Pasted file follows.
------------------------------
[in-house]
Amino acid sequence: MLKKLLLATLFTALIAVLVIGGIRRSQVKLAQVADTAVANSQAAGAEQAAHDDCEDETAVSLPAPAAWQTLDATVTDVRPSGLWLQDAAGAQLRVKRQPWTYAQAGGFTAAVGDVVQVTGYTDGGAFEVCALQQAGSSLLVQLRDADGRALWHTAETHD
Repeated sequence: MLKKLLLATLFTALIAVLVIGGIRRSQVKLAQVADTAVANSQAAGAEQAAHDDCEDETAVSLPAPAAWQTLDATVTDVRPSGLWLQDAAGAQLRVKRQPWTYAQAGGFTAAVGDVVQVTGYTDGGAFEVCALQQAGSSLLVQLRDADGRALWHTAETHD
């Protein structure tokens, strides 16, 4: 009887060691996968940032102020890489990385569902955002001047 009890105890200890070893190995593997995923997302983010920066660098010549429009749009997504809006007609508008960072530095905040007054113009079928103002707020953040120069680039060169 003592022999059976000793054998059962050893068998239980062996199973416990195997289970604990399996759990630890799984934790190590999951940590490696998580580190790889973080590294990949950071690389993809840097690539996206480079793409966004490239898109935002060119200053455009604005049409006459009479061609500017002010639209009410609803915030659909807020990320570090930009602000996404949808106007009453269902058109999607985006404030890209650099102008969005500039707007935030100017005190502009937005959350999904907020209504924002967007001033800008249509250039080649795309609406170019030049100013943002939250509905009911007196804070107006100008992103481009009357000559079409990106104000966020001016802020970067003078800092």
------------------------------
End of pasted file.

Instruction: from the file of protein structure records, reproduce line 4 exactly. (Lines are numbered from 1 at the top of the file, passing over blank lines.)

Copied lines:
């Protein structure tokens, strides 16, 4: 009887060691996968940032102020890489990385569902955002001047 009890105890200890070893190995593997995923997302983010920066660098010549429009749009997504809006007609508008960072530095905040007054113009079928103002707020953040120069680039060169 003592022999059976000793054998059962050893068998239980062996199973416990195997289970604990399996759990630890799984934790190590999951940590490696998580580190790889973080590294990949950071690389993809840097690539996206480079793409966004490239898109935002060119200053455009604005049409006459009479061609500017002010639209009410609803915030659909807020990320570090930009602000996404949808106007009453269902058109999607985006404030890209650099102008969005500039707007935030100017005190502009937005959350999904907020209504924002967007001033800008249509250039080649795309609406170019030049100013943002939250509905009911007196804070107006100008992103481009009357000559079409990106104000966020001016802020970067003078800092």